I spotted The Cardozo from There’s Something About Mary, and even the Carlyle hotel, where the 90’s hit The Birdcage was shot. I asked for more stories on Hollywood sets, and was even pointed out locations from Miami Vice. We were also acquainted with two other distinct styles of architecture, one of which, the Mediterranean Revival, is reflected in the former Versace Mansion, now operated as a luxury boutique hotel and restaurant.
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Mixed media sculptures titled ‘Mango Tourist’ by Jamaican artist Nari Ward at Perez Art Museum.

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A general view of atmosphere at the Art Miami after-party at the Bakehouse Art Complex.


Street Art Tour

I can’t claim to know much about art. Then I found the world’s greatest outdoor art museum, and another walking tour. And I decided to widen my horizons.
Wynwood Arts District is home to over a 100 galleries.The Wynwood Walls house contemporary urban murals, created by artists from around the world, including artwork inscribed on 176 feet of rolling storefront steel doors, known as the Wynwood Doors.Some of the best artworks from these walls now only exist in photographs. Our guide, a local artist, got into the graffiti movement, and the unspoken rules between artists.Turns out a certain Goldman family bought over the warehouses in the area, painted them white, and commissioned artists to use them as their canvas. I even spotted a fashion shoot in progress; very exciting!
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At the Maximo Gomez Park.

Perez Art Museum Miami (PAMM)

Located in downtown Miami, the PAMM is a contemporary arts museum, and offers expansive views of Biscayne Bay. The museum is sustainably designed, open and sunlit, with massive windows, equipped to protect the art. There were a few school tours in progress, but everyone seemed focused on personal exploration. The highlight of my visit was a wall dedicated to a rather dark concept piece, incidentally all in text, aptly titled Inflammatory Essays. I wandered out into the sprawling outdoor plaza, apparently used for outdoor performances. A couple of hours well spent in the sun lit indoors.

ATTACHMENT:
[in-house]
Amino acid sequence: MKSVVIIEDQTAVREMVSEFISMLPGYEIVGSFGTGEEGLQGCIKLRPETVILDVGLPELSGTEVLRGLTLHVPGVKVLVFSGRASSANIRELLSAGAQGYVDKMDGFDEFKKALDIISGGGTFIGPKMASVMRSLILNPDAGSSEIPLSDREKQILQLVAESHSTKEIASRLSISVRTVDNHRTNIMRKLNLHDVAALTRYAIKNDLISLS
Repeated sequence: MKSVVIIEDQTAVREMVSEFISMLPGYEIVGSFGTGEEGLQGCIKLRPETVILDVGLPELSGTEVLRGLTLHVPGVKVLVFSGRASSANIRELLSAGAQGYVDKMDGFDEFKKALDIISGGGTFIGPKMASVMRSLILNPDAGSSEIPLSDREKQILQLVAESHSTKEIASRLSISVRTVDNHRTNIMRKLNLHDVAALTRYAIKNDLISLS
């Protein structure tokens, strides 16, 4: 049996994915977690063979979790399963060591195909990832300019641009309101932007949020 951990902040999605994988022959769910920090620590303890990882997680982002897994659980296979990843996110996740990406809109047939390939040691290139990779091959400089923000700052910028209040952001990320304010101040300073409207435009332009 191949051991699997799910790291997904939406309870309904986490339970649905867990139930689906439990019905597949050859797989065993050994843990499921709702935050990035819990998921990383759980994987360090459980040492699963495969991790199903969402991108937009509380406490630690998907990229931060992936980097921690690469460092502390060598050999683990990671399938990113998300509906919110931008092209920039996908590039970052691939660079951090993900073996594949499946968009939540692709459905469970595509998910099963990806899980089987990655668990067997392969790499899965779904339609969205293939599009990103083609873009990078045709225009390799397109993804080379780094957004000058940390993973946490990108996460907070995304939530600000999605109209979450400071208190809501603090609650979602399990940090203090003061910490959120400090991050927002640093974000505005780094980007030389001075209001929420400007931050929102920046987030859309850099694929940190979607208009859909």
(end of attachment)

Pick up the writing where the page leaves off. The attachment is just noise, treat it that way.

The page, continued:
Little Havana

There are no two ways about it—Little Havana had my heart in a New York minute, if I may take the liberty of saying so. A Cuban neighbourhood and also known as the Latin quarter, between the comfort food, the Domino Park, and the artisanal hand rolled cigars sold here, I was extremely taken in by the culture. I took a walk down CalleOcho, or Eight Street, known as the unofficial capital of the Cuban community. Cuban coffee’s been rated by Forbes Traveler as one of the country’s best ‘street food’, so I got my hands on some at a ventanitas, or Cuban coffee window. Out of sheer curiosity after having watched Chef, I dug into a Cuban Sandwich as well. With generous fillings and deliciously heavy, the Cubans consider it a midnight snack. Oh well, I guess it makes sense if you’re dancing it all off into the wee hours of the morning.
I could almost see the insides of the studios and clubs, pulsating with the sounds of salsa and Zumba. A spot called Ball and Chain caught my attention, a not-to-be-missed latenight joint I later heard. The fact that it was a former mob-owned gambling den and jazz venue only added to its appeal. I sat in Maximo Gomez Domino Park for a bit, watching groups of unfazed gentlemen under the canopy, animatedly enjoying a game of Dominos. The park is free during sunlit hours, and located at the corner of CalleOcho and 15th Avenue, it is straight out of a Hollywood set.
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Cuban Guys Sandwiches at Wynwood Walls.

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World of Domaines Barons de Rothschild on display at Wine Spectator Wine Seminar Series.



Casa Tua’s: A safe haven from the paparazzi, the spot is popular with Vince Vaughn, Jennifer Aniston, Kate Hudson and Owen Wilson.
Prime 112: Bill Clinton and Khloe Kardashian have been spotted in this high energy spot, located in the Browns Hotel.
LIV nightclub: At Fontainebleau, known for celebrity birthday parties, and the likes of Steve Aoki and Calvin Harris have spun here. Kim Kardashian, Drake, Paris Hilton, Rosie Huntington Whiteley, Christina Aguilera.
Cheeseburger Baby: This casual eatery has drawn the likes of Beyonce and Jay-Z, as well as Lil’ Jon and Diddy.


High end, high street, and locally and culturally influenced—shopping in Miami covers the entire spectrum. Shopping plazas also boast art and culinary concepts, and street performers.

Lincoln Road